Ah, November: Colors fade, but hearth warms. Today's requests begin.
Memories of Fehn's restaurant do not die. Marna White offered a reminder in her request for today. "I am trying to find the recipe for Fehn's shrimp salad. I loved that salad and was so sorry to see Fehn close."
Betty Beckler wrote, "Recently I was given a bag of white curds. I have no clue on how they are used. Any information will be appreciated by me — and perhaps others." What are they, those curds? And please, send recipes for Ms. B and the rest of us. And where does one purchase white curds when they are not a gift? A recent Courters' Kitchen column (Oct. 8 online, Oct. 9 in print) gives us a push in the right direction, with a recipe for poutine that uses curds and a mention of a couple of places to find this dairy product.
Here's a memory and a request from Mary Lynn Wilson. "My late aunt made a delicious version of pork loin with sauerkraut, but I've not been able to replicate it. Her recipe was very simple, did NOT include apples and was roasted off in the oven. I would love any recipe your readers might contribute. " And of her heritage, she said, "My aunt's name was Elizabeth Smith from Rossville. She as well as her three sisters (one of whom is still with us) were all excellent cooks and bakers."
Sometimes I look at the showy photographs in a food magazine and want to try the recipe, but it has so many bells and whistles — in this case, spices and sauces — that I go back to the tried and true. Sounds like this recipe, missed by Ms. Wilson along with missing her aunt, is one of those.
We'll begin with our first two contributions to a new, off-and-on series. This time it's not just "What Is the Best of the Best in Your Kitchen?" Part Two is the "Missing Ingredient in Your Kitchen and Cooking Life." What do you not have that you wish you had? (Christmas is coming, after all.)
* Barbara Mann offered both: She loves a cabinet designed for baking sheets and their tall narrow kin. Her kitchen's missing ingredient: an actual pantry.
"I love that the builder used a tall narrow spot next to my dishwasher and made a cabinet perfect for baking sheets, muffin tins and the like. Another favorite spot is a cabinet with lazy Susan. I keep my spices on that in alphabetical order. It's a large kitchen with plenty of room. One large cabinet is full of canned goods and bottles. Another has flour, sugar and all the various baking products I keep. I would prefer an actual pantry for all the food so that I could spread out all the pans I have. The ones I don't use as often are piled on top of each other and can be a mess. Maybe I just have too many pans "
(And here's my own salute to Ms. Mann's kitchen order. That alphabetizing of ingredients makes short work in the long haul.)
* Emily Carol Edwards loves the wide bank of windows on two sides of her kitchen, but the missing/wishing ingredient is plenty of cabinet storage. "With all the windows, we lost the benefit of counter-to-ceiling cabinets. "I really love being able to look out at the woods around us. Two small corner cabinet built-ins are the only upper cabinets, and I really miss that usable space. It sure does look peaceful and uncluttered, though."
These two kitchens are cases in point. "There are gains and losses in each kitchen design. Ms. Edward echoes Ms. Mann. "But I am blessed to have this beautiful kitchen, and maybe now I will get rid of some extra things I seldom use."
OREOS AND PUMPKIN
Rosemary Palmer, the mastermind of the recently renamed blog My Home and Travels, sent some pumpkin recipes from her site. She described Oreo Pumpkin Trifle Dessert as "perfect for upcoming holiday meals, including Thanksgiving. It is made with an Oreo crust, pumpkin mousse and whipped cream."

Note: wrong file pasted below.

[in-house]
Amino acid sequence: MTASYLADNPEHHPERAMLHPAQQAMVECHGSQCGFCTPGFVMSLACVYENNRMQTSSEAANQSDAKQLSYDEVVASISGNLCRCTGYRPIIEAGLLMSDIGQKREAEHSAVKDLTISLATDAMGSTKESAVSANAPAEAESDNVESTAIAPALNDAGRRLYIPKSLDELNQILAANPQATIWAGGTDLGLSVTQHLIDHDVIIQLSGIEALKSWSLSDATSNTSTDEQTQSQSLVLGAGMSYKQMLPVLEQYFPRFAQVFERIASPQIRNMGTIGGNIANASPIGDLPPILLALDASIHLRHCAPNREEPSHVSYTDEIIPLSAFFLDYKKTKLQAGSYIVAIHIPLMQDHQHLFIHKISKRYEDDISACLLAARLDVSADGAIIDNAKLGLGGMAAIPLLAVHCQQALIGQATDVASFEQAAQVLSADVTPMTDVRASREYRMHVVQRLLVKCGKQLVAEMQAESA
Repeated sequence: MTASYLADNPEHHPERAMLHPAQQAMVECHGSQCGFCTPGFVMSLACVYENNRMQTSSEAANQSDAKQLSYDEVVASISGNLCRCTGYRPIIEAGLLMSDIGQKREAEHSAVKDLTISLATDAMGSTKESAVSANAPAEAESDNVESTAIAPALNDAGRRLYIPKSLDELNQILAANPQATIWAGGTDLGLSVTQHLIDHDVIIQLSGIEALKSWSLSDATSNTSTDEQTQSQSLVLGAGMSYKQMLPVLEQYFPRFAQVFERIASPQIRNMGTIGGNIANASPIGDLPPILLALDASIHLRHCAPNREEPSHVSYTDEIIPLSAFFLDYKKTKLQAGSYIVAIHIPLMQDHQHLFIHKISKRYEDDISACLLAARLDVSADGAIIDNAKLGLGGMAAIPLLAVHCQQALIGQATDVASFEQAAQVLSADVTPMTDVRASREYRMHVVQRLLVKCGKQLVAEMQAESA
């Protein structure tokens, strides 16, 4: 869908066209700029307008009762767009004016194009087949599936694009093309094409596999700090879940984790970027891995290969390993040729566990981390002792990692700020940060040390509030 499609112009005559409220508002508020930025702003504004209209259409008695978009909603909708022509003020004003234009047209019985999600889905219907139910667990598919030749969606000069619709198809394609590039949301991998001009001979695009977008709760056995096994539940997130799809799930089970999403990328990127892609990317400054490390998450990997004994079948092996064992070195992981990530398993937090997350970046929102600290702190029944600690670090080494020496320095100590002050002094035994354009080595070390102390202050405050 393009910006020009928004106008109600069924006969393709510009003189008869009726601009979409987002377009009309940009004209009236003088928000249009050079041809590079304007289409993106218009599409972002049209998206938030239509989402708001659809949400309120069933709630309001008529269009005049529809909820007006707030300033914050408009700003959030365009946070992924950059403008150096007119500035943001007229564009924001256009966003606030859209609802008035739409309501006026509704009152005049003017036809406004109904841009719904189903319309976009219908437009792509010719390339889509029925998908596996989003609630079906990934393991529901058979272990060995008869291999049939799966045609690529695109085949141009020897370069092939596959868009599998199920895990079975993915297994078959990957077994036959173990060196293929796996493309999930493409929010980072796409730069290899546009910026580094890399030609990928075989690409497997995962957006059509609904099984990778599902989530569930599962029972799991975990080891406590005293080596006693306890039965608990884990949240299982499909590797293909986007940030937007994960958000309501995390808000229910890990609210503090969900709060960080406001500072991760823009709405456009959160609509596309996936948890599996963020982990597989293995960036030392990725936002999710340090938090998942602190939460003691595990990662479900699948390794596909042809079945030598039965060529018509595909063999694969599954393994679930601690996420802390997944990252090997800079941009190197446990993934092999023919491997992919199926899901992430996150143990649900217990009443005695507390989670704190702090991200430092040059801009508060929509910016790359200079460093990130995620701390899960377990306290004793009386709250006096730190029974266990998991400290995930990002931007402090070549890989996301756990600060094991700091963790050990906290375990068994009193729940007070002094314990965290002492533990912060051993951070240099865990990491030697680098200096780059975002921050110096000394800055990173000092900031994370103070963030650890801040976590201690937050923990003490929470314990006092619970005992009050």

And since we have already noted that biscuits matter, I will let you know that a visit to myhomeandtravels.com will reveal a link to a "fast and easy two-ingredient biscuit." You might want to check it out.
Oreo Pumpkin Trifle Dessert
For pumpkin mousse:
1 (15-ounce) can pumpkin (not pumpkin pie filling)
3 cups heavy cream, divided
3/4 cup sugar
1/2 teaspoon cinnamon
1/4 teaspoon allspice
1 tablespoon vanilla extract
Combine pumpkin, 1 cup heavy cream, sugar and spices in a medium saucepan. Heat until it comes to a slight bubble, and simmer 4 to 5 minutes, stirring occasionally. Remove from heat, and stir in vanilla. Pour mixture into a medium mixing bowl to cool.
In a separate medium-size bowl, whip remaining 2 cups of heavy cream to stiff peaks. Fold approximately 1/3 of the whipped cream into the pumpkin mixture. After this is incorporated well, fold in remaining whipped cream, being careful not to overmix.
For Oreo layer:
1 1/4 sticks butter (10 tablespoons), melted
Crush Oreos. Stir in melted butter until well blended.
Reserve about 1/4 cup for garnish on top.
For whipped topping:
1 1/2 cups heavy whipping cream
1 to 2 tablespoons sugar
Whip heavy cream and sugar together to form stiff peaks.
Layer in the following order:
Garnish with crushed Oreos. Refrigerate immediately.
Notes: I usually make the whipped topping with a little less sugar when using on a sweeter dessert like this.
The pumpkin mixture can be made ahead of time (before adding the whipped cream) and refrigerated.
Layer in Mason jars or mini parfait glasses as desired.
This recipe could easily be made in half if doing a smaller amount of jars or parfait glasses.
As always, this column ends in gratitude, for readers and writers and tasters and, yes, even critics. Without the latter, how could we improve?
* Fehn's shrimp salad
* Uses for white curds
* Pork loin with sauerkraut
* Your kitchen's 'missing ingredient'
TO REACH US
Fare Exchange is a longtime meeting place for people who love to cook and love to eat. We welcome both your recipes and your requests. Be sure to include precise instructions for every recipe you send.
Mailing address: Jane Henegar, 913 Mount Olive Road, Lookout Mountain, GA 30750.